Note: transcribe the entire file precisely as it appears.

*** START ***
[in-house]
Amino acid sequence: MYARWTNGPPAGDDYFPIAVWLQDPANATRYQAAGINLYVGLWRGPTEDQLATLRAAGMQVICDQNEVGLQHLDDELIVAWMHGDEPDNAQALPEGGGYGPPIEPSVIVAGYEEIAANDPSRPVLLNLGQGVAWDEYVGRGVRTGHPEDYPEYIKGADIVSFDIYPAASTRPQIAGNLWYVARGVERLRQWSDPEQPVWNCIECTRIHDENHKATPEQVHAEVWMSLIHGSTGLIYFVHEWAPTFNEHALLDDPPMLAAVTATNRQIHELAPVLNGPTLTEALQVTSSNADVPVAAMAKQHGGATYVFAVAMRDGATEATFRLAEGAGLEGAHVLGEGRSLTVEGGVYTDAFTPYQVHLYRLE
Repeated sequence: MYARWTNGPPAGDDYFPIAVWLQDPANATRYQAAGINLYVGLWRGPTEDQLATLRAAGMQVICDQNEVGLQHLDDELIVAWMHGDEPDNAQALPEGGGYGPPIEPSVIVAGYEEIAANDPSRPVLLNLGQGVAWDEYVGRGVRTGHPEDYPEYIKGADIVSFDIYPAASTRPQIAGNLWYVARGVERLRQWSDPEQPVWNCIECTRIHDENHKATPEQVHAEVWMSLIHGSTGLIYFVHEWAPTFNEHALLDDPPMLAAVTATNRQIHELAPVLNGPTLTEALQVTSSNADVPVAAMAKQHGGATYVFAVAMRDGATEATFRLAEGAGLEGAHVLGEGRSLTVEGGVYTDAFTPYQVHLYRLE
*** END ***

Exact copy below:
[in-house]
Amino acid sequence: MYARWTNGPPAGDDYFPIAVWLQDPANATRYQAAGINLYVGLWRGPTEDQLATLRAAGMQVICDQNEVGLQHLDDELIVAWMHGDEPDNAQALPEGGGYGPPIEPSVIVAGYEEIAANDPSRPVLLNLGQGVAWDEYVGRGVRTGHPEDYPEYIKGADIVSFDIYPAASTRPQIAGNLWYVARGVERLRQWSDPEQPVWNCIECTRIHDENHKATPEQVHAEVWMSLIHGSTGLIYFVHEWAPTFNEHALLDDPPMLAAVTATNRQIHELAPVLNGPTLTEALQVTSSNADVPVAAMAKQHGGATYVFAVAMRDGATEATFRLAEGAGLEGAHVLGEGRSLTVEGGVYTDAFTPYQVHLYRLE
Repeated sequence: MYARWTNGPPAGDDYFPIAVWLQDPANATRYQAAGINLYVGLWRGPTEDQLATLRAAGMQVICDQNEVGLQHLDDELIVAWMHGDEPDNAQALPEGGGYGPPIEPSVIVAGYEEIAANDPSRPVLLNLGQGVAWDEYVGRGVRTGHPEDYPEYIKGADIVSFDIYPAASTRPQIAGNLWYVARGVERLRQWSDPEQPVWNCIECTRIHDENHKATPEQVHAEVWMSLIHGSTGLIYFVHEWAPTFNEHALLDDPPMLAAVTATNRQIHELAPVLNGPTLTEALQVTSSNADVPVAAMAKQHGGATYVFAVAMRDGATEATFRLAEGAGLEGAHVLGEGRSLTVEGGVYTDAFTPYQVHLYRLE